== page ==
Academy Award-winning director Steve McQueen (“12 Years a Slave”) describes the feeling of his new film, “Lovers Rock,” as “church.”
In one of the most electrifying scenes, McQueen transports the viewer back in time, to a London house party circa 1980. Everything about this party is seductive, every room alive with the pulsating music that lays bare the revelers’ West Indian roots. Even the air is grooving.
The details are exquisite, especially the costumes.
The men, in their rasta hats, lean against the wall inhaling joints, turning the dance floor into a smoky dream. These men are searching for women to dance, tugging them by the arm, a ritual that has its own hypnotic power. Then the music cuts through, reggae classics that moved through the U.K. in the ’70s.
Enraptured by the music, dancers cuddle up to one another, slow dancing, moving together in music laced foreplay. Driven by music, beautiful Black bodies swaying, the party-goers push the level of the party high, high, higher until it erupts —bringing “church” in every movement. Surely, the Holiest of Ghosts ran through this party.
“Lovers Rock” opened the 2020 New York Film Festival and is part of “Small Axe: A Collection of Five Films,” an anthology of dramas about the Black British experience from the ’60s to the ’80s that McQueen (“12 Years a Slave,” “Widows”) directed for BBC One and Amazon Studios.
“Lovers Rock” is the only one of the five that’s not based on a true story, but it is clear that the film is from McQueen’s memory. Voyeuristic? Yes, but delightfully voyeuristic. Voyeuristic in the best way—driven by reggae, unleashed.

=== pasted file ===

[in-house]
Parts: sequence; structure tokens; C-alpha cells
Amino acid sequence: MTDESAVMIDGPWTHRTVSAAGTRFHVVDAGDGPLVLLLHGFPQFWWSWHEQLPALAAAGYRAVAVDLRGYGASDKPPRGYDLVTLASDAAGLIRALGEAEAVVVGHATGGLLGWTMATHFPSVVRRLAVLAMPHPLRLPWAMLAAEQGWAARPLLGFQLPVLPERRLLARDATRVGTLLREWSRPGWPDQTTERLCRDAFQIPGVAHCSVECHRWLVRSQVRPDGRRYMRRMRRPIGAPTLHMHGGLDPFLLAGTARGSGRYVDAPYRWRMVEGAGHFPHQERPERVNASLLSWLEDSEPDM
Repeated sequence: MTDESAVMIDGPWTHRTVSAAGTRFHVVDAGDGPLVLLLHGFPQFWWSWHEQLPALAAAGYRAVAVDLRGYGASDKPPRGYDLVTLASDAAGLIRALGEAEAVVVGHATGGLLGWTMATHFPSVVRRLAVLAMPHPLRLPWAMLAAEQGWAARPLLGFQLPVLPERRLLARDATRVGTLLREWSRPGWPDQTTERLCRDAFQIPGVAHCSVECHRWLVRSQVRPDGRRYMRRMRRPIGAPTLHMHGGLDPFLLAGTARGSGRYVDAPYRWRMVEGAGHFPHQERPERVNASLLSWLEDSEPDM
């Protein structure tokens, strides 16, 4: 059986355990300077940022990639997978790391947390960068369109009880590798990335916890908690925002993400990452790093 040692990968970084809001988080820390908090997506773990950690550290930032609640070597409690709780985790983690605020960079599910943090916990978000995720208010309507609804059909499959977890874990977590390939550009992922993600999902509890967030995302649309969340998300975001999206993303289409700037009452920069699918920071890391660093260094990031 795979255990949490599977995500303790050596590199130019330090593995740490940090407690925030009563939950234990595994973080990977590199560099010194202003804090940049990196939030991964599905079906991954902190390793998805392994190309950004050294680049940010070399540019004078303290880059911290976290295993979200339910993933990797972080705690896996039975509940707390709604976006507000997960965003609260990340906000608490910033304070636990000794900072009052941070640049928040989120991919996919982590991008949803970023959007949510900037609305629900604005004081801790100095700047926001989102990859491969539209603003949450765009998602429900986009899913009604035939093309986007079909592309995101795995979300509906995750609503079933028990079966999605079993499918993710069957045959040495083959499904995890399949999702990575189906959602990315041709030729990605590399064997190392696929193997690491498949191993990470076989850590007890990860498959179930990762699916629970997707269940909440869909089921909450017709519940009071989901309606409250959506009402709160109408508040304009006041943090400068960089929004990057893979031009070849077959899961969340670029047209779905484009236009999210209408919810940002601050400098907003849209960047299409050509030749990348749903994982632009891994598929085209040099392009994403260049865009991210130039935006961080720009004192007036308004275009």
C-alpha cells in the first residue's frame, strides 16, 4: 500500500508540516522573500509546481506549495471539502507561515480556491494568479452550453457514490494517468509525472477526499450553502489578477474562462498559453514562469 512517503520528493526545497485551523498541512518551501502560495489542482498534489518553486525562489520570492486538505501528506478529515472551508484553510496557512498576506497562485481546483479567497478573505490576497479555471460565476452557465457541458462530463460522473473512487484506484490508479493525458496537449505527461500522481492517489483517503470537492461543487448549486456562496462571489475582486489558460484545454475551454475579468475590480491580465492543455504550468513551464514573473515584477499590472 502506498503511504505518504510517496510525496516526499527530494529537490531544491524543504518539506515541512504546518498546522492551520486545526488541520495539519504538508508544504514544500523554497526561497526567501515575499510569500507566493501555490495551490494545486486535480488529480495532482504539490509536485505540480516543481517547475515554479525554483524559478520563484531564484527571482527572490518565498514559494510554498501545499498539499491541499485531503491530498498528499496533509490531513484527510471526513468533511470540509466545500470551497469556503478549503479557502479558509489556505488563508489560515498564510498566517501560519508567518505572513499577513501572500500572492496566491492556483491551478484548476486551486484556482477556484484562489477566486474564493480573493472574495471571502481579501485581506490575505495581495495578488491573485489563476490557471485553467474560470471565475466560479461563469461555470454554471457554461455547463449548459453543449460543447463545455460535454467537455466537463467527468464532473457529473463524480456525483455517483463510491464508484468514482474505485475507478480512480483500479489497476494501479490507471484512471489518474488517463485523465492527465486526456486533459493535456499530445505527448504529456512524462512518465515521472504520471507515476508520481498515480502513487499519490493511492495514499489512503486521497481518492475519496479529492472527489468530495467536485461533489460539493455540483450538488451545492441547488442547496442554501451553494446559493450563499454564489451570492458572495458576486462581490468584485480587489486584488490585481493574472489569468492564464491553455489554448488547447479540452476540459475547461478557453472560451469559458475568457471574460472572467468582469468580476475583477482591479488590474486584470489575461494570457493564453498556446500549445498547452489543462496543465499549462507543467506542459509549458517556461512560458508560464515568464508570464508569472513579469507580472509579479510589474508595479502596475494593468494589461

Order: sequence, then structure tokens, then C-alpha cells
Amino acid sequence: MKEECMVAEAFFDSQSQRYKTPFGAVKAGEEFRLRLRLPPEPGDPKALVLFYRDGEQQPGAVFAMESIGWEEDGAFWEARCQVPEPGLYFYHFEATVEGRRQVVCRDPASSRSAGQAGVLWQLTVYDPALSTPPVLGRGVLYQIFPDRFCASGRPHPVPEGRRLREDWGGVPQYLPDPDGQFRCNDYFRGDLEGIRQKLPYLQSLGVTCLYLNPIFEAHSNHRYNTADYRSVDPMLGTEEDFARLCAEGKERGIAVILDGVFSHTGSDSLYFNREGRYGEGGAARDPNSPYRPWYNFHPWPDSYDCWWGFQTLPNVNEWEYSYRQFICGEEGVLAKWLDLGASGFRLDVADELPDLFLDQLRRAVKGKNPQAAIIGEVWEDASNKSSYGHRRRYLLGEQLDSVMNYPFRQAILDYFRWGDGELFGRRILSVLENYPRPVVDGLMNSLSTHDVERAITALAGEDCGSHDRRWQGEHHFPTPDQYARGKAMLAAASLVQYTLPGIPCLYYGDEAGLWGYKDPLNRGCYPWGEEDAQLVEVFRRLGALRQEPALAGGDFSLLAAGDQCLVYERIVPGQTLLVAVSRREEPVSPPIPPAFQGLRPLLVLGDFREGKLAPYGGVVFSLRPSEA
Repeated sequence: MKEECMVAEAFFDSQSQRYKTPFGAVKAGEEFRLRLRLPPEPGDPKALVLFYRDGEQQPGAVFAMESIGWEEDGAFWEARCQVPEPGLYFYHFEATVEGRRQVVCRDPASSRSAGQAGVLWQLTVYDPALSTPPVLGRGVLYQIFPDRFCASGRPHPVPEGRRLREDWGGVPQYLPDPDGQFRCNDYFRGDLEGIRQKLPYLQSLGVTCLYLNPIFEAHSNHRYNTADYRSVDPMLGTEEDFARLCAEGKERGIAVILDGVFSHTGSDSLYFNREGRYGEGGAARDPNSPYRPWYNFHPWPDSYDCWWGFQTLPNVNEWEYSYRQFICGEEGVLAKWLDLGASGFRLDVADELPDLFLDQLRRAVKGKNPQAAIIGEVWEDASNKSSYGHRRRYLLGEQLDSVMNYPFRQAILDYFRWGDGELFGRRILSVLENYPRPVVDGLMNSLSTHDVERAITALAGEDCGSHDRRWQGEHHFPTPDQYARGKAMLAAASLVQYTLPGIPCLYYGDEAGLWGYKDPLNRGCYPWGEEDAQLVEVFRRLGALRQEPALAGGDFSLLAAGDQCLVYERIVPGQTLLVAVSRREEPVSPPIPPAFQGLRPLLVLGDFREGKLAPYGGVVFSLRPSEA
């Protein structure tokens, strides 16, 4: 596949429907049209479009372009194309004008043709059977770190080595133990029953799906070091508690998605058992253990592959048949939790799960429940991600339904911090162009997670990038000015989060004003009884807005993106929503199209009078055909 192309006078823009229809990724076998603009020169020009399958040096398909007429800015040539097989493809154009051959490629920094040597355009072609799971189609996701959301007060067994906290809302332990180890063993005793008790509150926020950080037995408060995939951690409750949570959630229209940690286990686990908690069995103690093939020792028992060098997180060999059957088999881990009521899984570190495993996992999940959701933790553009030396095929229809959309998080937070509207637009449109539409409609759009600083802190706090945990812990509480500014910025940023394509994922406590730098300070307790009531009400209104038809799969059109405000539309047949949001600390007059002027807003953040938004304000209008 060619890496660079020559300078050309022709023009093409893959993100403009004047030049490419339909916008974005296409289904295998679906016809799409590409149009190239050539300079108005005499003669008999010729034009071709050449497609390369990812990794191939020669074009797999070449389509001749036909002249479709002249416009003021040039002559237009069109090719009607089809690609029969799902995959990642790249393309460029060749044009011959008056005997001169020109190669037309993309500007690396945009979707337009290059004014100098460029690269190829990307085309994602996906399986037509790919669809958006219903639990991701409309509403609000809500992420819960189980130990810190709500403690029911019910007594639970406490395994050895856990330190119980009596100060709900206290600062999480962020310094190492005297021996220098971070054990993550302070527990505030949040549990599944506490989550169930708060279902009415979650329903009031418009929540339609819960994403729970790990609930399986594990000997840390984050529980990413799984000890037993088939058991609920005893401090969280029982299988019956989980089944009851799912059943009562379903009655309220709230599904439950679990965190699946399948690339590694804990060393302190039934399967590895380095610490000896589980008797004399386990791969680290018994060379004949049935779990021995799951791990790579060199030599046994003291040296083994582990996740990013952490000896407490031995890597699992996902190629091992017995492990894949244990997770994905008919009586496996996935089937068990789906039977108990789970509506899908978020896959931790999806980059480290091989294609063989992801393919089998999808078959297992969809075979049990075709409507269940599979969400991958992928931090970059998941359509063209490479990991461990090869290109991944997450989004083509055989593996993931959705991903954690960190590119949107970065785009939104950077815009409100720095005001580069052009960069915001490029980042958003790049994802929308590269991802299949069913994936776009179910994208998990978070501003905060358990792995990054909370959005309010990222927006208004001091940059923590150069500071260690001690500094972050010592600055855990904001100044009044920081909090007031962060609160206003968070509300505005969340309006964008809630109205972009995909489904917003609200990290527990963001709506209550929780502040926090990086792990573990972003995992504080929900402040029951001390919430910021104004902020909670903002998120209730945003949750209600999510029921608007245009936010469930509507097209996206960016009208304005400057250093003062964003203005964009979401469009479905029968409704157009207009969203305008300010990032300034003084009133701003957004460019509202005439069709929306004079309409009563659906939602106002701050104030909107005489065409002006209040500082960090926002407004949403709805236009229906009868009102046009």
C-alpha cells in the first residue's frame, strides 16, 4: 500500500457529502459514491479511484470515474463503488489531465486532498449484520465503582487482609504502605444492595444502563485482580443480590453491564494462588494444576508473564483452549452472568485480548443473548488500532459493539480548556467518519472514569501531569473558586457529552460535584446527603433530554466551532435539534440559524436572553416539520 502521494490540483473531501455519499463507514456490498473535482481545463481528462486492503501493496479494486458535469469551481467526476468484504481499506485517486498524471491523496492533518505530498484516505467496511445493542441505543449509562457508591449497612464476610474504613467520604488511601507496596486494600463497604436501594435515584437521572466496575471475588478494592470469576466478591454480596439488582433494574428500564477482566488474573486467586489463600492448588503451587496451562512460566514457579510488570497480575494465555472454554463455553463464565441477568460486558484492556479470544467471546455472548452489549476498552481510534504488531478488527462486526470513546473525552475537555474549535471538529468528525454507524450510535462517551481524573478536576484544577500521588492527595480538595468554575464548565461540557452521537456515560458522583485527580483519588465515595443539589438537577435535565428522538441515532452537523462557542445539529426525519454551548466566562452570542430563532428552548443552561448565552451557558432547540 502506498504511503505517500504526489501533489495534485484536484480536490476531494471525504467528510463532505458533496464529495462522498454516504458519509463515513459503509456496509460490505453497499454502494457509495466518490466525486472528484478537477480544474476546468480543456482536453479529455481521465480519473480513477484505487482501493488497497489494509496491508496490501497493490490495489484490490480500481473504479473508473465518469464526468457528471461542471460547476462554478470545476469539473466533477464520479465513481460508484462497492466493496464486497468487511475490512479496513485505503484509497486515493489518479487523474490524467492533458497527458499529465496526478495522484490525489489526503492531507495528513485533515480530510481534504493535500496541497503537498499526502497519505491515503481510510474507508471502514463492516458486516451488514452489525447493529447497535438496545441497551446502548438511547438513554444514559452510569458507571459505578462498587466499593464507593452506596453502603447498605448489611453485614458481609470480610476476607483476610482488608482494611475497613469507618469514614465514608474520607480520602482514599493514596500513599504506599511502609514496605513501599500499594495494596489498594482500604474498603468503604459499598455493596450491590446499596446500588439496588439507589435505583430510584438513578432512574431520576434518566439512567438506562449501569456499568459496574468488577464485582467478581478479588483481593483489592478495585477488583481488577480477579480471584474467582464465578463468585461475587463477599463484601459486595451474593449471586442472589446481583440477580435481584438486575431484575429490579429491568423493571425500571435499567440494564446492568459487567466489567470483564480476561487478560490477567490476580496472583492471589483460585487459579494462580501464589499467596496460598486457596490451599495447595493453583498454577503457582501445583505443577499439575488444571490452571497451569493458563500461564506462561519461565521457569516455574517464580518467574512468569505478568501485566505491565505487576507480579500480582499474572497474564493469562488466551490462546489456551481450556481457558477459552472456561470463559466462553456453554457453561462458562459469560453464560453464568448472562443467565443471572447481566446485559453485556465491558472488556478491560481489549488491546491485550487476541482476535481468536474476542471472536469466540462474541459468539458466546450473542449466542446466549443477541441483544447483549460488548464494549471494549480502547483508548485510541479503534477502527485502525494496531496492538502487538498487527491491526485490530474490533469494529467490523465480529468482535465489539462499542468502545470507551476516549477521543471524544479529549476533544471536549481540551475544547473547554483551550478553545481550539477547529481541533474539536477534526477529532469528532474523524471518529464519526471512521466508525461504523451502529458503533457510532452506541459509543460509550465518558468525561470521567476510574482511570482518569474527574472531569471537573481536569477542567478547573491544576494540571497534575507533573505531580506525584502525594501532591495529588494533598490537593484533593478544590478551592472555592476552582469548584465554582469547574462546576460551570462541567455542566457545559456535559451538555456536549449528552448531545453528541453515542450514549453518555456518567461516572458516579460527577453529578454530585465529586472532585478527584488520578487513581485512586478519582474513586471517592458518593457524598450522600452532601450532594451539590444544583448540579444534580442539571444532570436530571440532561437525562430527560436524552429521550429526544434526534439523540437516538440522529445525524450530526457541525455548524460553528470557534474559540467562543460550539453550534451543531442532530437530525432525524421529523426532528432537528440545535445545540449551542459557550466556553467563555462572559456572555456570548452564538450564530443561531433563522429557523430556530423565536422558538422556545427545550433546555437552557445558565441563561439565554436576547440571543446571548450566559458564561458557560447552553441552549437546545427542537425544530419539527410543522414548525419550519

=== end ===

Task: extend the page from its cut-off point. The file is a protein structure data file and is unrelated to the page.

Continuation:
McQueen takes us through a time machine back to London’s subculture packed to the brim with people of color who weren’t allowed to go to white dance clubs. The creativity and ingenuity of our people is staggering. Restricted, what do they do? They create their own. “Lovers Rock” takes place in one afternoon. DJ Samson (Kadeem Ramsay) and his crew prepare for the party by removing the couch (plastic, still on it) and rolling up the rugs so they can set up their giant homemade speakers in the living room. In the kitchen, you can almost smell the delicious West Indian food the women are cooking to sell later: curry goat, ackee and saltfish.
The people arrive slowly with each person breathing life into the party. As they linger, the drama builds.
The camera is like air, hovering and lingering, matching its movement to the music which moves, smoothly, from songs like “Kung Fu Fighting” to the romantic classics.
Voyeurism here is a beautiful thing; we must look carefully or we will miss something subtle happening between the film’s central characters. The teenage Martha (Amarah-Jae St Aubyn), in her silver ruffled dress, is a born-and-bred middle-class Britisher with Jamaican roots and wears that fact like a flag wrapped around her curvaceous body.
She starts the films sneaking out of the house because her parents, devout Christians, would never allow her to attend the party. Later she meets up with her friend Patty (Shaniqua Okwok). At the party, Patty has a problem connecting but Martha meets Franklyn (Micheal Ward), dressed-to-impress in his party shirt. The birthday girl Cindy (Ellis George), dressed perfectly in her body-hugging scarlet dress, connects with the charismatic Bammy (Daniel Francis-Swaby), dressed-to-impress, but underneath he’s more a lion than a lamb.
Steve McQueen’s “Lovers Rock” is “church,” capturing lightning in a bottle, and in that bottle, an era immortalized by memories that linger like your favorite song.